15. A method of preventing operation of a wireless telephone having a housing upon movement of the housing, said housing being adapted for stationary usage, and said method comprising steps of:
receiving a signal from a motion sensor attached to the housing of the wireless telephone;
comparing said signal with a threshold to determine that the telephone housing has moved; and,
preventing operation of the telephone upon a determination of telephone housing movement;
said preventing step being performed by a microprocessor system comprising software for causing said microprocessor system to be reset in response to said determination to an operating stage requiring further input, such that the telephone is disabled until said microprocessor system receives said further input.
16. The method according to claim 15, wherein the motion sensor comprises at least one of a mercury switch and a cantilever switch.
17. The method according to claim 15, wherein said signal is provided by interrupting a power supply to a central processing unit of said microprocessor system, said interruption causing said microprocessor system to be reset to said operating stage requiring further input.
18. The method according to claim 15 further comprising periodically polling said motion sensor with said microprocessor system in accordance with a detection program to determine if said motion detector has been disconnected, and resetting said microprocessor system to said operating stage requiring further input upon detection of said disconnection.
19. A method of inhibiting unauthorized movement of a wireless telephone comprising steps of:
attaching a motion sensor to a housing of the wireless telephone;
electrically connecting the motion sensor with a microprocessor system of the wireless telephone so that a signal from the motion sensor is detected by the microprocessor system; and,
preventing operation of the wireless telephone after said detection of the signal from the motion sensor;
said preventing step being performed by a microprocessor system comprising software for causing said microprocessor system to be reset in response to said detection to an operating stage requiring further input, such that the telephone is disabled until said microprocessor system receives said further input.
20. The method according to claim 19, wherein the motion sensor comprises at least one of a mercury switch and a cantilever switch.
21. The method according to claim 19, wherein said signal is provided by interrupting a power supply to a central processing unit of said microprocessor system, said interruption causing said microprocessor system to be reset to said operating stage requiring further input.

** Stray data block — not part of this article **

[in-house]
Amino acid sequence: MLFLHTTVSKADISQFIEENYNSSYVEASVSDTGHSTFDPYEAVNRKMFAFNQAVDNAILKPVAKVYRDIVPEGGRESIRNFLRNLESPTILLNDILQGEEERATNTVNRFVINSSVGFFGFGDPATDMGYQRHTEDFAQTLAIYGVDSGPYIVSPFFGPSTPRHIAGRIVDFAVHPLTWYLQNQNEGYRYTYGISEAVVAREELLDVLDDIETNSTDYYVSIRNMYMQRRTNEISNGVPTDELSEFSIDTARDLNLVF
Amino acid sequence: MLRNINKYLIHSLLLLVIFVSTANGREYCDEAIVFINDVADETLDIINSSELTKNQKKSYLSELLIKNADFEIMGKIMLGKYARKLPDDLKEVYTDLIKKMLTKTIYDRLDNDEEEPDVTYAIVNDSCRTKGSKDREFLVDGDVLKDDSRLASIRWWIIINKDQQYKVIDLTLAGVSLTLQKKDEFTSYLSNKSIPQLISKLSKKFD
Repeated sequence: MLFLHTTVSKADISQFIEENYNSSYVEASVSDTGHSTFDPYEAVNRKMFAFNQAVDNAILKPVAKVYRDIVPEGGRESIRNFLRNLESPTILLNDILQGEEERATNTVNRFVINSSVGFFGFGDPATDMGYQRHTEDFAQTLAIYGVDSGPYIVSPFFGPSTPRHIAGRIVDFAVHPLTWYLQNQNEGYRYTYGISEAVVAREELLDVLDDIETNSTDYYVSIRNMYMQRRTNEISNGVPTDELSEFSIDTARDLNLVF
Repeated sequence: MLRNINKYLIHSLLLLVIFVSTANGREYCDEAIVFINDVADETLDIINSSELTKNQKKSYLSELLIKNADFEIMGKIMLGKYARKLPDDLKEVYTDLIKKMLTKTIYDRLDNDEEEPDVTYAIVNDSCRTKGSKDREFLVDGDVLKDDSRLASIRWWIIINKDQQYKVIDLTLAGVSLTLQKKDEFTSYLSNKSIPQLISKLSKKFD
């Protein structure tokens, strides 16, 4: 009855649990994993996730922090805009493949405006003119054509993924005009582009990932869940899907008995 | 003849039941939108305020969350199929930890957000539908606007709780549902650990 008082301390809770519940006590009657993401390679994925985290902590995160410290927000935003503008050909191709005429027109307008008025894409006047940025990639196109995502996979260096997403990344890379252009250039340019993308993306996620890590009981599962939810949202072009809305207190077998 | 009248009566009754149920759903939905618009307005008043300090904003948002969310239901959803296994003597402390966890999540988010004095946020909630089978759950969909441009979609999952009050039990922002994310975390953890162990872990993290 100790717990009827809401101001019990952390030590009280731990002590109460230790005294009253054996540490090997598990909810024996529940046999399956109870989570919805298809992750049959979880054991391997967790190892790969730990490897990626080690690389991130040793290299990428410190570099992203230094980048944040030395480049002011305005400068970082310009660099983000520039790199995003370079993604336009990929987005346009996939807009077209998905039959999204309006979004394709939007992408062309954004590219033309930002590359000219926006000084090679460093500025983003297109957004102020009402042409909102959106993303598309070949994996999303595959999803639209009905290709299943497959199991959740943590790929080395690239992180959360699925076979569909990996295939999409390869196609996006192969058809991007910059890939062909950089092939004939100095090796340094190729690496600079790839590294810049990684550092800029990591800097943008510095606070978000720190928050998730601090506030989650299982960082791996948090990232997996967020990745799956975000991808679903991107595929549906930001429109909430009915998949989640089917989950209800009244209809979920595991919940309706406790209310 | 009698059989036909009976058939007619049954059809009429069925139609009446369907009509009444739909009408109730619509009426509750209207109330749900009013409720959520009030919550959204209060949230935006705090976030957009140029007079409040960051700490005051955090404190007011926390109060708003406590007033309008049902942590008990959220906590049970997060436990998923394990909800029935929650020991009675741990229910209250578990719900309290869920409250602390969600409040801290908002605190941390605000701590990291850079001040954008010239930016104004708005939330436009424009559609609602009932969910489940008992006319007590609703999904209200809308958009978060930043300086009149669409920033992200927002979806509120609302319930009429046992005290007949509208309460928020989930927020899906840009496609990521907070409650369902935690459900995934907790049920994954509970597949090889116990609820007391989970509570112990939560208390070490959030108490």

22. The method according to claim 19 further comprising periodically polling said motion sensor with said microprocessor system in accordance with a detection program to determine if said motion detector has been disconnected, and resetting said microprocessor system to said operating stage requiring further input upon detection of said disconnection.
Description
FIELD OF THE INVENTION

This invention relates generally to prevention of fraudulent use of a wireless telephone, especially a fixed wireless terminal.

BACKGROUND OF THE INVENTION

Wireless telephone units (WTU's), such as public cellular phones, present a practical and easy solution to the problem of providing telephone service to areas not accessible by current wire based telecommunications. For example, WTU's may be deployed along roadways for emergency use, or may be readily set up in common areas to provide pay telephone service. When a WTU is used in a fixed location, it may be referred to as a fixed wireless telephone unit (FWTU). FWTU's can provide a quick and cost efficient public telephone to any area, particularly remote areas in which there is little or no wireline service.

However, existing FWTU's suffer from the inconvenience that they may be readily abused or misused. For example, although the FWTU is designed for fixed usage, because the FWTU is a wireless unit, it may simply be removed from its mounting and thus become a defacto mobile telephone. Thus, the misuser of a personal FWTU may obtain the benefit of a mobile cellular phone while paying the rates for a stationary fixed phone, which rates are generally less than the rates for mobile phones. Or, a personal or public FWTU may be stolen.

Once in private possession, a stolen FWTU may be altered to provide free unlimited access to the telecommunication network with which the FWTU communicates. As a result, a practical anti-movement, anti-theft, and anti-vandal method and apparatus is needed to deter the fraudulent use of FWTU's. Current technology for protecting the integrity of a telephone relies on the fortification of the telephone to prevent removal. Various materials are used for fortification. However, as a method of resisting telephone abuse, the fortification methods have many disadvantages, including being heavy and hard to install, still subject to theft, and difficult to locate when stolen. Thus, such private and public FWTU's can be relocated to a private location and machined to remove any armour.

A variety of such security features have been used in the past. Examples of such prior art features are described in the patents mentioned below.